Google Focuses on Project Loon for Global Internet

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As news that Google decided to ditch project Titan that was an effort to make internet access globally available to everyone spread these days, people started wondering again whether the vision of a truly world-wide web is currently tangible or not. The reality is that we should fear not as Google is actually focusing their efforts on that part to a far more feasible and effective solution that uses high altitude balloons instead of drones. The estimated time for the availability of remote internet access through project Loon is two years max, and this coincides with Facebook’s Internet.org project that uses extra-large drones so the race is on.

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So, the reason that Google has decided to make this key move is mainly because balloons are much more reliable than drones, more predictable, more controllable, and less prone to crashes that reportedly plagued the most recent test sessions of the project Titan. The balloons can also fly at a higher altitude, thus covering a larger range of data communication (5000 km^2) and get back and forth depending on the needs by simply changing “wind lanes”. More specifically, the balloons fly at a stratospheric altitude of 20 km where winds blow at speeds of the range of 100 km/hr and temperatures of as low as minus 90 degrees Celsius.

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The equipment carried by the balloons is a transceiver unit that was designed to be ultra-light and work on renewable energy as it utilises solar panels during the day and rechargeable batteries during the night. The balloons are launched every 30 minutes, take their place in the Loon network, are navigated through Google’s advanced wind prediction model algorithms, and after they serve internet users for a short period of time they are navigated to a controlled descent after which they are safely recovered for reuse and recycling.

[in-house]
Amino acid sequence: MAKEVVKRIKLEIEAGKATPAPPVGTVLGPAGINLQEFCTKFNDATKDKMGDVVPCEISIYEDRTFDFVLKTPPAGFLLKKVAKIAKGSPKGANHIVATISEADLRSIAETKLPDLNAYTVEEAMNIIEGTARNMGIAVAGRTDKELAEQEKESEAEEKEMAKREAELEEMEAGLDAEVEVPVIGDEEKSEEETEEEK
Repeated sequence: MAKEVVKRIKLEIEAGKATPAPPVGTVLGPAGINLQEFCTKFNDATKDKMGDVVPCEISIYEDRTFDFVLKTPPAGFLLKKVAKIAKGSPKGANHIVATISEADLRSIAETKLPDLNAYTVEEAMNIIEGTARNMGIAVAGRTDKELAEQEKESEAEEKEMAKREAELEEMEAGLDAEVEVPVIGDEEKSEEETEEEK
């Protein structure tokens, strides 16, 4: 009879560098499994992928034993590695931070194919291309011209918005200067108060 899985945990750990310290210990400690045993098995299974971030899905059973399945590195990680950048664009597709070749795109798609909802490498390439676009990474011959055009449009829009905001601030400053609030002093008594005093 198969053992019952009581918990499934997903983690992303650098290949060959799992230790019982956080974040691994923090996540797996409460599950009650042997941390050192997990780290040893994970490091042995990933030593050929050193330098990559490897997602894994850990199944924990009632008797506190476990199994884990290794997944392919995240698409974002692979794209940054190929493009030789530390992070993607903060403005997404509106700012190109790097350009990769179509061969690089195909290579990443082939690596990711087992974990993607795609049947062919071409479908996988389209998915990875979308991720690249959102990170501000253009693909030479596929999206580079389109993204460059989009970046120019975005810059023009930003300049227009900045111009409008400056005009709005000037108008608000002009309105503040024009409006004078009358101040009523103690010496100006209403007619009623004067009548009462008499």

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As the project Loon has been under active development and testing for quite some time now, many millions of test flight kilometres have already yielded a great amount of useful data that inspired confidence to Google’s engineers. 2017 will be the year where large-scale tests will take place as auto-launchers were installed during 2016, establishing an adequate ring of connectivity around the globe. If all goes well, 2018 will be the year when Google will start to change the internet as we know it, offer connectivity to people who never had the chance to reach out to the web before, and make true and uncompromising internet access a reality.

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